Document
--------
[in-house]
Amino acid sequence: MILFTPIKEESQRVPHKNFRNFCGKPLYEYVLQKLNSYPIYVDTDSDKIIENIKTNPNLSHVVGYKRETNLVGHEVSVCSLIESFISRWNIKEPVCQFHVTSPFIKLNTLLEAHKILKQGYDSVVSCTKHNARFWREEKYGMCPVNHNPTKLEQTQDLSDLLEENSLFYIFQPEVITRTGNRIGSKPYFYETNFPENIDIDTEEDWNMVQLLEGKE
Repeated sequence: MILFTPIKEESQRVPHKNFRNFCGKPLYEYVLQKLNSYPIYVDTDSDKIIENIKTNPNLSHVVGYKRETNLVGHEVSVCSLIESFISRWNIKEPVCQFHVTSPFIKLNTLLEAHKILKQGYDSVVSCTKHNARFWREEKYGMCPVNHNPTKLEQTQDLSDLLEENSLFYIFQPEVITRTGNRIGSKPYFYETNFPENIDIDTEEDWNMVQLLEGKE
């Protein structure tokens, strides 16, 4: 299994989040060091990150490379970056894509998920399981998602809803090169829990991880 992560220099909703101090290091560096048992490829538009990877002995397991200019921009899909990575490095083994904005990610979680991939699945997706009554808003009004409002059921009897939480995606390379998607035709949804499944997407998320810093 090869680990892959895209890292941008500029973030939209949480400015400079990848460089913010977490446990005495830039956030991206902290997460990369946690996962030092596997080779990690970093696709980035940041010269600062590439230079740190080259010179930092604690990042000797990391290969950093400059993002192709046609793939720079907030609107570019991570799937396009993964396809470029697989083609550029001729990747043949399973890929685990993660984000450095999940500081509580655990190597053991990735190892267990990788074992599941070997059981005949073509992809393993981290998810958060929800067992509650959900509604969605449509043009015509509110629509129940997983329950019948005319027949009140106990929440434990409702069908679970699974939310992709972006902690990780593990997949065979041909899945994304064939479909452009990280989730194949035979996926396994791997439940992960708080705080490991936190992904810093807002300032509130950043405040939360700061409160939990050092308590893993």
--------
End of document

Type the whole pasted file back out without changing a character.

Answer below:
[in-house]
Amino acid sequence: MILFTPIKEESQRVPHKNFRNFCGKPLYEYVLQKLNSYPIYVDTDSDKIIENIKTNPNLSHVVGYKRETNLVGHEVSVCSLIESFISRWNIKEPVCQFHVTSPFIKLNTLLEAHKILKQGYDSVVSCTKHNARFWREEKYGMCPVNHNPTKLEQTQDLSDLLEENSLFYIFQPEVITRTGNRIGSKPYFYETNFPENIDIDTEEDWNMVQLLEGKE
Repeated sequence: MILFTPIKEESQRVPHKNFRNFCGKPLYEYVLQKLNSYPIYVDTDSDKIIENIKTNPNLSHVVGYKRETNLVGHEVSVCSLIESFISRWNIKEPVCQFHVTSPFIKLNTLLEAHKILKQGYDSVVSCTKHNARFWREEKYGMCPVNHNPTKLEQTQDLSDLLEENSLFYIFQPEVITRTGNRIGSKPYFYETNFPENIDIDTEEDWNMVQLLEGKE
């Protein structure tokens, strides 16, 4: 299994989040060091990150490379970056894509998920399981998602809803090169829990991880 992560220099909703101090290091560096048992490829538009990877002995397991200019921009899909990575490095083994904005990610979680991939699945997706009554808003009004409002059921009897939480995606390379998607035709949804499944997407998320810093 090869680990892959895209890292941008500029973030939209949480400015400079990848460089913010977490446990005495830039956030991206902290997460990369946690996962030092596997080779990690970093696709980035940041010269600062590439230079740190080259010179930092604690990042000797990391290969950093400059993002192709046609793939720079907030609107570019991570799937396009993964396809470029697989083609550029001729990747043949399973890929685990993660984000450095999940500081509580655990190597053991990735190892267990990788074992599941070997059981005949073509992809393993981290998810958060929800067992509650959900509604969605449509043009015509509110629509129940997983329950019948005319027949009140106990929440434990409702069908679970699974939310992709972006902690990780593990997949065979041909899945994304064939479909452009990280989730194949035979996926396994791997439940992960708080705080490991936190992904810093807002300032509130950043405040939360700061409160939990050092308590893993």